A police officer at the Veterans Affairs Medical Center in Durham was not attacked last year before he beat an elderly mental patient with a nightstick, according to a newly released federal report.
Peter Maroney, a 7-year veteran of the hospital's police force, was fired in April over his actions during the Oct. 28 incident, which left the patient with a fractured right hand, significant bruising and welts on his abdomen.
Maroney has not been charged with a crime and has said he will fight his dismissal. He could not be reached for comment last week.
In an interview in March, Maroney said he responded with force only after the patient struck him.
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"He threw a punch and caught me right in the jaw," Maroney said.
Maroney told a reporter that he did as he was trained by the VA. He used pepper spray and struck the patient four times with a baton.
The hospital's internal review of the incident, however, cited security camera footage and the statements of two employees who witnessed the fracas in calling Maroney's account into question.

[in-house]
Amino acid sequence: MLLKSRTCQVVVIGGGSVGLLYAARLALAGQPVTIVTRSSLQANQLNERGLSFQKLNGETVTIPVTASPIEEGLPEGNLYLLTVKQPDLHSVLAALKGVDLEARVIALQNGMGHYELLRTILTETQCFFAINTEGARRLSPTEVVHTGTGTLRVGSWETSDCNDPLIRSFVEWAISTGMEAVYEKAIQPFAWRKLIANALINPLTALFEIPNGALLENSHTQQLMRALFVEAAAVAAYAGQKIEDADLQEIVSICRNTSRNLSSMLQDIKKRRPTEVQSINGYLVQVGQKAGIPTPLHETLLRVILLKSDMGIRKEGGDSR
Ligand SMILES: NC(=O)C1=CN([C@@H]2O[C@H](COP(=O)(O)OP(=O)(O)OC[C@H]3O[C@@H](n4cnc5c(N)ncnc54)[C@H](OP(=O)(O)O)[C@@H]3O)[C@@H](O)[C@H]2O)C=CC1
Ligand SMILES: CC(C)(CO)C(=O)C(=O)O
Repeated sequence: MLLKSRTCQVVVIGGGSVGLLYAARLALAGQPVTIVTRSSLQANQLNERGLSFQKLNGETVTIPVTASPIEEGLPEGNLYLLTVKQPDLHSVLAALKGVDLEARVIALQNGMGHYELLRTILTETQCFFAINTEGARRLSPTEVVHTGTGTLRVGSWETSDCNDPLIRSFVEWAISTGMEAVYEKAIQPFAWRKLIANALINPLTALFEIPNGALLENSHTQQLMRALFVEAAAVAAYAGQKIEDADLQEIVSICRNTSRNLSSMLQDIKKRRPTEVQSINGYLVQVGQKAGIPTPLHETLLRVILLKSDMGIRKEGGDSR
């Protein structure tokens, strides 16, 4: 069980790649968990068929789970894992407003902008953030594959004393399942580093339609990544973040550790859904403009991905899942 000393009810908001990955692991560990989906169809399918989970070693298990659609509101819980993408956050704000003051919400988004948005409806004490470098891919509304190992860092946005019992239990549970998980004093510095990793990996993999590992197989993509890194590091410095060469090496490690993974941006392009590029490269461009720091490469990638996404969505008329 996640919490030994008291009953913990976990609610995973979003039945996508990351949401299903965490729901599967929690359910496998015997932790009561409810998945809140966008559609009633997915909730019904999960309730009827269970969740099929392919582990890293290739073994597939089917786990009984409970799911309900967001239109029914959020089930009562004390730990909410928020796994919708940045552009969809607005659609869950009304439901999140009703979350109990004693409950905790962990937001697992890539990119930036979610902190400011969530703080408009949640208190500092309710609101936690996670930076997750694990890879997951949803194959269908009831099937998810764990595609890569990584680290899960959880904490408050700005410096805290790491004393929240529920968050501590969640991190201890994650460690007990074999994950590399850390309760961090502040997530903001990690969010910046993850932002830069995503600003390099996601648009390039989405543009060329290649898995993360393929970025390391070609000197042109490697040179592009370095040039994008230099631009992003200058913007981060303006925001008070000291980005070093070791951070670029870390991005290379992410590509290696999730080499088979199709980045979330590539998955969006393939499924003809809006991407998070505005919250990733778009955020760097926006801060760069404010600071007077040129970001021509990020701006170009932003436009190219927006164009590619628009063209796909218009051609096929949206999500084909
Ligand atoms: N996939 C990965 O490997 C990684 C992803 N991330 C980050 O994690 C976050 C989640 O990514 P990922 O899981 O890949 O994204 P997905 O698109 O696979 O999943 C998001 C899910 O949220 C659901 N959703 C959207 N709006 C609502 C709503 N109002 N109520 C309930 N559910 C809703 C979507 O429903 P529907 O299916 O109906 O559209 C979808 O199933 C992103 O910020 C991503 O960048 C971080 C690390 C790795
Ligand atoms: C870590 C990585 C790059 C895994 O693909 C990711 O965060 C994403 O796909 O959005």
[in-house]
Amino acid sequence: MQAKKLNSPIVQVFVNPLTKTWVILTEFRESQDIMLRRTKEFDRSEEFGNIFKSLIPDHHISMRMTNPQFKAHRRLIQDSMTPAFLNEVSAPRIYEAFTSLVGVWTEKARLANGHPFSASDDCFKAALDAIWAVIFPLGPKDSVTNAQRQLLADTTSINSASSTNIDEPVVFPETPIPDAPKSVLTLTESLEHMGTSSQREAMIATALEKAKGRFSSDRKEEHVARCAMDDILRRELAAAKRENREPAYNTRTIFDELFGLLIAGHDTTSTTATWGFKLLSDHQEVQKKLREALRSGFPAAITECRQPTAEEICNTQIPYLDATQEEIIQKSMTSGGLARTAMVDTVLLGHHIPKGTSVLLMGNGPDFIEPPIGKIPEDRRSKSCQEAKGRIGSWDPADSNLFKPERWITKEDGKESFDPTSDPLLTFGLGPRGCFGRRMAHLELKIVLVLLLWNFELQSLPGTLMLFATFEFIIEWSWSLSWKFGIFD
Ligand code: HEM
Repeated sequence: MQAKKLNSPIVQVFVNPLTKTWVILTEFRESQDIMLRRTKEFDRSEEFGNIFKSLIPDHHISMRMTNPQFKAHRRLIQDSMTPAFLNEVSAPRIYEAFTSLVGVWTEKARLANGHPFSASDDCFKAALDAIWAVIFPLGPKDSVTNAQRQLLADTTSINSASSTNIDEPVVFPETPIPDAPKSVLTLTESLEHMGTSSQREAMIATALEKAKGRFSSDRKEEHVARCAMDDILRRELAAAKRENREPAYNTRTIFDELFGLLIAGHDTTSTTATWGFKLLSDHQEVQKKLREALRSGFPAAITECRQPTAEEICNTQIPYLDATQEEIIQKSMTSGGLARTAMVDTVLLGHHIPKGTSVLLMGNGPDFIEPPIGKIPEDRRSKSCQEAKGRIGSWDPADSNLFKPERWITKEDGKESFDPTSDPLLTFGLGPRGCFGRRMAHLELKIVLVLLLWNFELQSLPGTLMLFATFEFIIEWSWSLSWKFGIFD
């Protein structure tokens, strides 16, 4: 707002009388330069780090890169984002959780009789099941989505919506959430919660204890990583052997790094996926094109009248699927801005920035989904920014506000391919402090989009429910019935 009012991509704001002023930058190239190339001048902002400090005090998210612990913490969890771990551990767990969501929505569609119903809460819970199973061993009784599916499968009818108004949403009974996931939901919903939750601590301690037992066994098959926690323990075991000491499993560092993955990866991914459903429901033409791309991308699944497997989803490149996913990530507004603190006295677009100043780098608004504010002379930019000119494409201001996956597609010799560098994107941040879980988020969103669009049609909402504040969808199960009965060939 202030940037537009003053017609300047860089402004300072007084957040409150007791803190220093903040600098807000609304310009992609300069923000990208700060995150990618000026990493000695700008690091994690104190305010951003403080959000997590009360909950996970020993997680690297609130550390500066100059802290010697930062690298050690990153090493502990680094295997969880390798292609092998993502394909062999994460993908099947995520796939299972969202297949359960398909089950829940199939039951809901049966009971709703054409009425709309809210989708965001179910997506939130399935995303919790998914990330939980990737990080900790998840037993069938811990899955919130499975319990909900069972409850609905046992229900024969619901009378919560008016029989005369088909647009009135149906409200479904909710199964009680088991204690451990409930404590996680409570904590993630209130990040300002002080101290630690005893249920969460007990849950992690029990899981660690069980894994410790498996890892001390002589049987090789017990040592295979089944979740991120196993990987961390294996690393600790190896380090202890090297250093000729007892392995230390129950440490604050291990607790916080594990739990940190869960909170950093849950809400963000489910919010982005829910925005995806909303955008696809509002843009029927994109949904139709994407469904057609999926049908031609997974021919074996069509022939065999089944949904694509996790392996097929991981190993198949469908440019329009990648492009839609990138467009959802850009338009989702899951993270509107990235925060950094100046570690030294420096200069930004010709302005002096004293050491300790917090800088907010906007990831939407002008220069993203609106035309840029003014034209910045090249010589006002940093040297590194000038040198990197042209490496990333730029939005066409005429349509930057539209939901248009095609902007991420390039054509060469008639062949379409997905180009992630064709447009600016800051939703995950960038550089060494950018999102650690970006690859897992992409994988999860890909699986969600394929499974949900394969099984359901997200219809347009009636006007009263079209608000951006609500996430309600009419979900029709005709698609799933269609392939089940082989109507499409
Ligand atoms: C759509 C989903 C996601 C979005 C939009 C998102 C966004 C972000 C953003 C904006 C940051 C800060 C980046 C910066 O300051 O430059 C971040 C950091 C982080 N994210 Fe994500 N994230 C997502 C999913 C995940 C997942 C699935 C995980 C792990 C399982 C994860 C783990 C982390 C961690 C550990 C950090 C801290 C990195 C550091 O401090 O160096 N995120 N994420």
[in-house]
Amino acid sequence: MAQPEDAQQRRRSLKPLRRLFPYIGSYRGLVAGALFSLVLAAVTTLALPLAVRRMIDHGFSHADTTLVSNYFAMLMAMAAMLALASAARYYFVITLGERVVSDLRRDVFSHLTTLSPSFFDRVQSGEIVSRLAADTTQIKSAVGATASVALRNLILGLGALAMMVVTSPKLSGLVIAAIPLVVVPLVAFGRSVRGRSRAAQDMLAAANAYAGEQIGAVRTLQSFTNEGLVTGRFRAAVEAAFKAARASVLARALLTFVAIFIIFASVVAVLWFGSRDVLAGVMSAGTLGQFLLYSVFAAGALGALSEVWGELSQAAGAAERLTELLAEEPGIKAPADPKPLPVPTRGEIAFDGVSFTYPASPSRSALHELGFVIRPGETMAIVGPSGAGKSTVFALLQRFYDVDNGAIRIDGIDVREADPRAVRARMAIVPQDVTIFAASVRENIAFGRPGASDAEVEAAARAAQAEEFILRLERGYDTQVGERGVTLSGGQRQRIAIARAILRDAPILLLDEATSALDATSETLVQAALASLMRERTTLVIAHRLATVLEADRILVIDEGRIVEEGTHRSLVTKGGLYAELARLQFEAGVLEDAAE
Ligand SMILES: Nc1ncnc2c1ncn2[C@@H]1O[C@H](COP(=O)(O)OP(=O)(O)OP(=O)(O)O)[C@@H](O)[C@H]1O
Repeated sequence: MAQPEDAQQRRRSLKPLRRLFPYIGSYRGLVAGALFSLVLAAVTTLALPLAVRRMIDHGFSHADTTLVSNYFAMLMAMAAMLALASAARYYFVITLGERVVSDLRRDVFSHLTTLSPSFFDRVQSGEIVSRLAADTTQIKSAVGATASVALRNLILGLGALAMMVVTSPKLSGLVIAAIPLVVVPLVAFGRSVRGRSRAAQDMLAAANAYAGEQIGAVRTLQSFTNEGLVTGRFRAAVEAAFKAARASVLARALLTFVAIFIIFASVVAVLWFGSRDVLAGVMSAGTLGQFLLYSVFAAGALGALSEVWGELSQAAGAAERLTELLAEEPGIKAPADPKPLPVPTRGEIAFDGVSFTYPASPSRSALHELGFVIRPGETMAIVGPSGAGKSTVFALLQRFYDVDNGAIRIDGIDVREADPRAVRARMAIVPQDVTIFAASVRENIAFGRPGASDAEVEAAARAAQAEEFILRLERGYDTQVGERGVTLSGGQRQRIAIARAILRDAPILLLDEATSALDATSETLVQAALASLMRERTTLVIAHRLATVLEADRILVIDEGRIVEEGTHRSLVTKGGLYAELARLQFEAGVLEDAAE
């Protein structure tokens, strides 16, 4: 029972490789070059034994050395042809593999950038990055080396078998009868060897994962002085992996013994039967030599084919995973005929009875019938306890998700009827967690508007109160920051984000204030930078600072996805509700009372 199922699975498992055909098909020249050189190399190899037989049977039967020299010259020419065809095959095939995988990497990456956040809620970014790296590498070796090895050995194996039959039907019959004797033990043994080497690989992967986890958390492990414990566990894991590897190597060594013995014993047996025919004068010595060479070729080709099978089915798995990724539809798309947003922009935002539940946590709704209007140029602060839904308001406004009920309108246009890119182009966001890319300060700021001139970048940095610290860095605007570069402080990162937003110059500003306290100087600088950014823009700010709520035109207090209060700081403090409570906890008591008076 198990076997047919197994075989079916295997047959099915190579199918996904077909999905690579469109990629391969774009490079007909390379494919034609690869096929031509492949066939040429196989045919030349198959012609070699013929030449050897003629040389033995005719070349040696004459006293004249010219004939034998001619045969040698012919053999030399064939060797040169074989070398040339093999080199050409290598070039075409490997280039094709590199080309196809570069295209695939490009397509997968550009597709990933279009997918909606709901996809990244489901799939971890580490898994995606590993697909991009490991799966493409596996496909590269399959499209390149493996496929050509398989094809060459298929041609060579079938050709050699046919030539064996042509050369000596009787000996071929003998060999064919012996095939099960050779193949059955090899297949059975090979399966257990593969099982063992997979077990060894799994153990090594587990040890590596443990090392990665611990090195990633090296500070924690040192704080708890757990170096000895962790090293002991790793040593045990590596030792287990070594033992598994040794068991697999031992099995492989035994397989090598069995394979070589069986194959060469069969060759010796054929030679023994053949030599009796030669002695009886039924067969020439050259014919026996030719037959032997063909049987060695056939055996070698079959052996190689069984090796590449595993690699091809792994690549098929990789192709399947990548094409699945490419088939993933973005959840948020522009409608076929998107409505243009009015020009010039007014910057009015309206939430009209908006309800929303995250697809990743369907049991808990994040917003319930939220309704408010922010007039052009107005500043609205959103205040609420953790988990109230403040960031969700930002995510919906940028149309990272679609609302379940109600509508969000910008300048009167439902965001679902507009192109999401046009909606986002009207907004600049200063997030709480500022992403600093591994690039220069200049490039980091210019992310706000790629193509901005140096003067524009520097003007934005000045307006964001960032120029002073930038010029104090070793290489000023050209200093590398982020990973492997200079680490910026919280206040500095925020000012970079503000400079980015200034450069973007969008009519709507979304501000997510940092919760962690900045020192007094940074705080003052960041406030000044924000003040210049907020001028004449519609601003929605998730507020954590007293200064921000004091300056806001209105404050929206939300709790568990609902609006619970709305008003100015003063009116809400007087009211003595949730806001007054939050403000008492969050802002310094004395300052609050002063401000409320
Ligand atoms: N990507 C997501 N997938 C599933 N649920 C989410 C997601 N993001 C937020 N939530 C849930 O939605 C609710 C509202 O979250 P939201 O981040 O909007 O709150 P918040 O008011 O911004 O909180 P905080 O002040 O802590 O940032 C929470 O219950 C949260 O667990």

In the report, which was redacted by the VA to remove the names of the patient and employees, one of the witnesses described Maroney and another VA police officer "Rodney Kinging" the handicapped man, a reference to the infamous 1991 assault of a Los Angeles motorist by law enforcement personnel.
Following the beating, Maroney slammed the patient to the floor, according to the report.
The internal VA review, which concluded in January that Maroney had used excessive force and abused the patient, was requested the following month by The News & Observer under the Freedom of Information Act. The agency refused to provide the report, citing an ongoing FBI probe of the incident.
The report was finally released last month, following the conclusion of the FBI investigation.
Marc Willis, the public affairs officer for the Durham VA, said he could not comment on why Maroney was not charged with assault.
"That's a question for the FBI," Willis said.